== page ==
USS Bancroft DD-598 (1942-1946)Get A Free Mesothelioma Guide
The USS Bancroft, a Benson-class destroyer, was built by Bethlehem Steel Company, in Quincy, Massachusetts. Its launch date was December 31, 1941 and it was commissioned on April 30, 1942. Its commander was Lieutenant Commander J. L. Melgaard.
Named for historian George Bancroft, the Bancroft was the third ship to wear the name. George Bancroft was a statesman born in 1800 and was an advocate for promoting secondary education in the United States. He served as the U.S. Secretary of the Navy, and established the United States Naval Academy at Annapolis in 1845.
Action in World War II
The Bancroft, assigned to the Pacific Fleet, reported to Dutch Harbor, Alaska, on September 17, 1942. It served in the area until late August 1943. Its function was to offer support in the occupation of islands Amchitka, Attu and Kiska, in January, May and August, respectively.
The Bancroft then took on the role of wheelhorse in screening and fire support, also performing escort duties during the Wake Island raid on October 5th and 6th, 1943. It then participated in raids on September 18 on Tarawa and Gilbert Islands, occupation following from November 20 through December 6. Kwajalein and Marshall Islands were seized from the Japanese between January 31 and February 16, 1944 when U.S. forces invaded, destroying the Japanese garrisons, claiming the islands as a U.S. Trust Territory.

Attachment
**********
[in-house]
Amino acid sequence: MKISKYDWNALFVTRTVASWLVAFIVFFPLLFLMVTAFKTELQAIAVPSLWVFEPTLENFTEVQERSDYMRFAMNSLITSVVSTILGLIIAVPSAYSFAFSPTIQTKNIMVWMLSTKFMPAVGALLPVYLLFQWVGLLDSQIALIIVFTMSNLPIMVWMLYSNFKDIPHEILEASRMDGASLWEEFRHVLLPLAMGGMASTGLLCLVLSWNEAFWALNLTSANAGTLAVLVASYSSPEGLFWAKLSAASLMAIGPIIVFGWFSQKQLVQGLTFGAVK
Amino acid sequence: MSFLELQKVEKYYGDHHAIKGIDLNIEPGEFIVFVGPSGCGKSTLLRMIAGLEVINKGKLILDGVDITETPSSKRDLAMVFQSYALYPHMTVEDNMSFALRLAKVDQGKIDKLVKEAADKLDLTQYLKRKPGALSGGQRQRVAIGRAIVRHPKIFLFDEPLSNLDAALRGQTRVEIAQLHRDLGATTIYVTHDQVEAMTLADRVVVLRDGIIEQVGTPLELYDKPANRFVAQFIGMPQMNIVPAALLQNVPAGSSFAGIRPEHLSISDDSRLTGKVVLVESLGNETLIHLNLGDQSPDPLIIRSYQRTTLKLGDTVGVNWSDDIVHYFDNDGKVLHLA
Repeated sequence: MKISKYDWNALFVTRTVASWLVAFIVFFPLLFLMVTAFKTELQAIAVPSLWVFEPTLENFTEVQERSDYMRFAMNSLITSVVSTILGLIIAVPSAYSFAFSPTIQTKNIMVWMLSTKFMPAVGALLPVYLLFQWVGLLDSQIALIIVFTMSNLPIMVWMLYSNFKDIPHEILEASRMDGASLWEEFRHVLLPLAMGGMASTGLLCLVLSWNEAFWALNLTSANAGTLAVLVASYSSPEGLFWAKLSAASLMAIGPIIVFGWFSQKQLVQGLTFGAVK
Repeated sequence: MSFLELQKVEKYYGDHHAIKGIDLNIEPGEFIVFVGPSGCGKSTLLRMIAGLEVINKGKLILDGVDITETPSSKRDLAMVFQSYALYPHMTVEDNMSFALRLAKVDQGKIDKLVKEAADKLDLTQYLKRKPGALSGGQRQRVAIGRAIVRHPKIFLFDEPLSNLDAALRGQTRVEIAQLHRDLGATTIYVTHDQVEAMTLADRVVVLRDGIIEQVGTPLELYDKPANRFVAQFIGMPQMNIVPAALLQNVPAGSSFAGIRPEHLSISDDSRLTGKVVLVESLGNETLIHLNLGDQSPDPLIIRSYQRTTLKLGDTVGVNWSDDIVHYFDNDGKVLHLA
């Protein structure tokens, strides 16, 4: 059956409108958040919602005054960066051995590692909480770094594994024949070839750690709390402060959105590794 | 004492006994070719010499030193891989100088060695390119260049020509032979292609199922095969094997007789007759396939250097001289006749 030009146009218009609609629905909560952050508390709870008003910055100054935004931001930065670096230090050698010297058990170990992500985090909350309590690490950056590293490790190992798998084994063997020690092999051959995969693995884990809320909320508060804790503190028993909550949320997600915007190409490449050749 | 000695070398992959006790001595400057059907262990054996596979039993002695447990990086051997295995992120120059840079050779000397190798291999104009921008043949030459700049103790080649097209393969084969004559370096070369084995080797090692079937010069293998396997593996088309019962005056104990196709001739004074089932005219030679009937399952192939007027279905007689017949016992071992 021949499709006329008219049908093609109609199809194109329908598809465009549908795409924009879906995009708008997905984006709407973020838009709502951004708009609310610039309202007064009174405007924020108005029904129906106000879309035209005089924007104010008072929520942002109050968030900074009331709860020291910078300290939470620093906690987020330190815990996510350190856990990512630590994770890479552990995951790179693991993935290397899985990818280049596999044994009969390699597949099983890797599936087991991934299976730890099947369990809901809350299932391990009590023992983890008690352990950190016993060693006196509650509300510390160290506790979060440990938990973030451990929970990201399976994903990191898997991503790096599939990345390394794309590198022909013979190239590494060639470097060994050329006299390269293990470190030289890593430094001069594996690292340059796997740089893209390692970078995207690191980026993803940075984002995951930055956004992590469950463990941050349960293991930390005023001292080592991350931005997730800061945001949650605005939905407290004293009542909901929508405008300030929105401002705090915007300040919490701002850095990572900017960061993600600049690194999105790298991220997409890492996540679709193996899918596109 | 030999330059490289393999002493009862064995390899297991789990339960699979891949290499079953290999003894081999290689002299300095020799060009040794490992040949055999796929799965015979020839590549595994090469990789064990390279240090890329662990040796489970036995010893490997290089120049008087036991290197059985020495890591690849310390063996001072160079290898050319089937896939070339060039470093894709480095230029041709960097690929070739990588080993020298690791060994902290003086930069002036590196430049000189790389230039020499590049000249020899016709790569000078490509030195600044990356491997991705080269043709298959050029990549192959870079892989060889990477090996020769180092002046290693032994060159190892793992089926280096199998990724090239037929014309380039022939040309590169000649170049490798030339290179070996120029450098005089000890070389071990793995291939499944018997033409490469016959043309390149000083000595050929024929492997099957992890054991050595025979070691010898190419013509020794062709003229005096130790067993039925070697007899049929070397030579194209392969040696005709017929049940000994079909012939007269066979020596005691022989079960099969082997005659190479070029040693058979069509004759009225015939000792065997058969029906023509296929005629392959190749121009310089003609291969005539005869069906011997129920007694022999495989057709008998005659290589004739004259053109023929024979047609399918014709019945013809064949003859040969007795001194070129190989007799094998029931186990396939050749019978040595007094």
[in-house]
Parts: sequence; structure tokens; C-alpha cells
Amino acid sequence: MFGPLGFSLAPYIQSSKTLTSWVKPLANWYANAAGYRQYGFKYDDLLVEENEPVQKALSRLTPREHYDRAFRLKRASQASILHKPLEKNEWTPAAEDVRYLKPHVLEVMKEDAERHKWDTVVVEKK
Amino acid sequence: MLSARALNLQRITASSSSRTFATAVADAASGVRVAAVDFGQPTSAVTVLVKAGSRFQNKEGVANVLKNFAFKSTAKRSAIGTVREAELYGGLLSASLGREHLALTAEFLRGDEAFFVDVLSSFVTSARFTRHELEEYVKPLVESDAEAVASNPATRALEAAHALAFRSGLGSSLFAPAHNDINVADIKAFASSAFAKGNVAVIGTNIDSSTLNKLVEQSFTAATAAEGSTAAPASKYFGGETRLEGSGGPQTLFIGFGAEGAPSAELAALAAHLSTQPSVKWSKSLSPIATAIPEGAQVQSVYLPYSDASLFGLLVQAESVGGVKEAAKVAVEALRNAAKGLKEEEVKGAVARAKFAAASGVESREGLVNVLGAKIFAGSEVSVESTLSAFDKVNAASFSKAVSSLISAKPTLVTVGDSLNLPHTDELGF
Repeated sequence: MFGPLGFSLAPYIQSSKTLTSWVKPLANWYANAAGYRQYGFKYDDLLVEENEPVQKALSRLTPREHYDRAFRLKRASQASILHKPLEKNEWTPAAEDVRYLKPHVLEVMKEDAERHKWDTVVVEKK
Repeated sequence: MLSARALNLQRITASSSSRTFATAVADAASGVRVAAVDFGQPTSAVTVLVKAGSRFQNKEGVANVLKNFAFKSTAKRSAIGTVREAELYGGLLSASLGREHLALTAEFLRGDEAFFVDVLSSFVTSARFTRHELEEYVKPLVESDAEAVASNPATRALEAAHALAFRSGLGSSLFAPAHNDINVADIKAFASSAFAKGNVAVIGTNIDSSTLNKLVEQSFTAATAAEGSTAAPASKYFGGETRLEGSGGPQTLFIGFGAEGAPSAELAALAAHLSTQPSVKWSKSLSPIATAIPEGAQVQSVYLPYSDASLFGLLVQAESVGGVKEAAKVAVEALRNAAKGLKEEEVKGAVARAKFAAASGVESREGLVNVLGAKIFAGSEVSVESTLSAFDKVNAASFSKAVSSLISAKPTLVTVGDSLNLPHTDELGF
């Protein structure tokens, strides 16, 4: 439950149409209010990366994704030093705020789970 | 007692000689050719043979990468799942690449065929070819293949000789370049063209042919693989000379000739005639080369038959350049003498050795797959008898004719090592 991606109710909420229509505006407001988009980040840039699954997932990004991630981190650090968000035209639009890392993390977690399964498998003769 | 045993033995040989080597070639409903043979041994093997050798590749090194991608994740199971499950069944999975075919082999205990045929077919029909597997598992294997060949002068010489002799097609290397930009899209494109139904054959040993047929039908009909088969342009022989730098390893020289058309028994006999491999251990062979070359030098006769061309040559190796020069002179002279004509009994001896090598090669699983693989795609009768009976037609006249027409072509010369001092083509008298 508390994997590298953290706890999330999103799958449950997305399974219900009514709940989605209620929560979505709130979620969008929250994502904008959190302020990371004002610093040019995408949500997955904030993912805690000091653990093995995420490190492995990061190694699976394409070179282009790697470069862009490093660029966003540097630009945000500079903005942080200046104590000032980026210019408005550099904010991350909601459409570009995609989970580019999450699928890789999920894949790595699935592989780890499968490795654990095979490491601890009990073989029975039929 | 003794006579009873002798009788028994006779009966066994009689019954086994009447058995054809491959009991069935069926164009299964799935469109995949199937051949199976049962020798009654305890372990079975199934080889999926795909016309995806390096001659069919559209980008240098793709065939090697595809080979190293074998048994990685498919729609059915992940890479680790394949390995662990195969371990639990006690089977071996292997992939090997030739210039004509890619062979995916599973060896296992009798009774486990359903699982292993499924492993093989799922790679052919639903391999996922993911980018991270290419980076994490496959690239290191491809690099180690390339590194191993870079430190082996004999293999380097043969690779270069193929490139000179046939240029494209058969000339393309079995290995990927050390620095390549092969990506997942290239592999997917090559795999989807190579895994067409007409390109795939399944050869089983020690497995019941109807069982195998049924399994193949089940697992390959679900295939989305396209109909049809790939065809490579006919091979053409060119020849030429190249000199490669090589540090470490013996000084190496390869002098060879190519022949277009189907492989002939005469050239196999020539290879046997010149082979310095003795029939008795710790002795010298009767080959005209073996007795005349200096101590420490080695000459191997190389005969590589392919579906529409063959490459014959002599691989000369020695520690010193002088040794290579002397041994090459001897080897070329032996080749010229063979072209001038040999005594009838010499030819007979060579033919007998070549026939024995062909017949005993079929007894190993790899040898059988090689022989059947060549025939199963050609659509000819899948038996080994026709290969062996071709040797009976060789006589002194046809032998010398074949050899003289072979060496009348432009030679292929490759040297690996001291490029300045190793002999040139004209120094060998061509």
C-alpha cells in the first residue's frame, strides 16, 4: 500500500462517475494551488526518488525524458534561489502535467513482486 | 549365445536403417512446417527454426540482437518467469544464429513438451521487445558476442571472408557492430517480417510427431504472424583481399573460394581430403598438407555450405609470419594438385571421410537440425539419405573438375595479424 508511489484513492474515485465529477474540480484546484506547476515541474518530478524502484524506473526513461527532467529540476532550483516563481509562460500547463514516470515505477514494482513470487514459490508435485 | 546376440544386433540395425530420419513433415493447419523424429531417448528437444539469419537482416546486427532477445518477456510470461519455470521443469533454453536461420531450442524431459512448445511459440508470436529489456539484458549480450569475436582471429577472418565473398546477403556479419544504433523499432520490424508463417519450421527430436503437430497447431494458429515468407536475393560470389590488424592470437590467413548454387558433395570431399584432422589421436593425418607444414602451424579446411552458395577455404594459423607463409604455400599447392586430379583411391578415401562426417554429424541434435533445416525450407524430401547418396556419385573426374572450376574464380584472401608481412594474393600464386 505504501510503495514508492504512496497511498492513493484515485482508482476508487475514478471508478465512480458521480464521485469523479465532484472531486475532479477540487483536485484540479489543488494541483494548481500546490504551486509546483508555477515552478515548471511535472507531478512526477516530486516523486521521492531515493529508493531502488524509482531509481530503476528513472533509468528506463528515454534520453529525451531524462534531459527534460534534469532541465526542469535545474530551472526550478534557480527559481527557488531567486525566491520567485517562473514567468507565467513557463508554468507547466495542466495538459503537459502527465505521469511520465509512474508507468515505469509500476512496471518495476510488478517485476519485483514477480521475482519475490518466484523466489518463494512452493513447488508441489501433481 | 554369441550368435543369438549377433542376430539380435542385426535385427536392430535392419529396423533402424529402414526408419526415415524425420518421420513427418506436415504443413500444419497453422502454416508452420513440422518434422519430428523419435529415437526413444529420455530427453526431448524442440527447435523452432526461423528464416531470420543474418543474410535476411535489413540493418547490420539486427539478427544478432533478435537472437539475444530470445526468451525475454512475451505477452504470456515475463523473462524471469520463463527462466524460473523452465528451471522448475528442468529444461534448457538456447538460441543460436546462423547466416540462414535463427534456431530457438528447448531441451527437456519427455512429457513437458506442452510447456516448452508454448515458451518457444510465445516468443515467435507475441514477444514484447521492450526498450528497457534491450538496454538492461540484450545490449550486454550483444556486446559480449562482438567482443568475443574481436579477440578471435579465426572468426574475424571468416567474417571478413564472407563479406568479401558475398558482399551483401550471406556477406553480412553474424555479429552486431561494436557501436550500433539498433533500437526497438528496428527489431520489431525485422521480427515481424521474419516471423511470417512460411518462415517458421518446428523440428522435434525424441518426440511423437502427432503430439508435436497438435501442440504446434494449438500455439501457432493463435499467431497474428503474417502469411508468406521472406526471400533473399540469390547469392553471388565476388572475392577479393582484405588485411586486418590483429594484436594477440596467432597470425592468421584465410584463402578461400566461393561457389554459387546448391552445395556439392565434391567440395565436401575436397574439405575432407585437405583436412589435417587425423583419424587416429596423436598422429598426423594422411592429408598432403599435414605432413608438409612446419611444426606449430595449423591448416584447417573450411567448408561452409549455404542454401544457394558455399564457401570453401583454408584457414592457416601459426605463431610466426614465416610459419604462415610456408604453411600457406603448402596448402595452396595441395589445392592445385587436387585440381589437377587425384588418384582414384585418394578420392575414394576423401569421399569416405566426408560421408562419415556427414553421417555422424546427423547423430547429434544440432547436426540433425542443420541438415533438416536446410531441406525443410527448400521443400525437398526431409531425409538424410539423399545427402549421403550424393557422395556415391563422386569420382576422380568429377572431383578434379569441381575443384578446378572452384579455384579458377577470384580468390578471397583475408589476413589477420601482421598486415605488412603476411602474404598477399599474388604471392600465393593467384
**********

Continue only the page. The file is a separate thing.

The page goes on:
In the same campaign, other landings that the Bancroft offered support for included the seizure of Mille Atoll and the Marshall Islands from March 17 to 18, the Woleai and Palau raids from March 29 to April 2, the Hollandia operation, West New Guinea from April 21 to 24.Â Truk, Japan’s main base of operations against Allied forces, was raided along with Satawan and Ponape on April 28 to 30.
The Bancroft continued on through the south Pacific islands in its role as escort while the Allies occupied Saipan in June and liberated the Philippine Islands in March.Â During the fall of 1945, the Bancroft served as escort between Japan, the Philippine Islands, and Okinawa.
After the War
Heading back to the United States, the Bancroft arrived at Norfolk, Virginia on December 9, 1945 and was decommissioned at Charleston, South Carolina on February 1, 1946. It was scrapped in 1973. For its service in World War II, the USS Bancroft was awarded eight battle stars.
Asbestos in Navy Ships
Although an essential component of the naval fleet, especially during World War II, naval destroyers also pose a lasting health risk to soldiers serving on them. Unfortunately, products containing asbestos were common, especially on older ships, because of the material’s high resistance to heat and fire. Despite its value as an insulator, asbestos fiber intake can lead to several serious health consequences, includingÂ mesothelioma, a devastating cancer without cure. Current and former military personnel who came into contact with these ships should seek immediate medical attention in order to detect possible health consequences associated with asbestos exposure.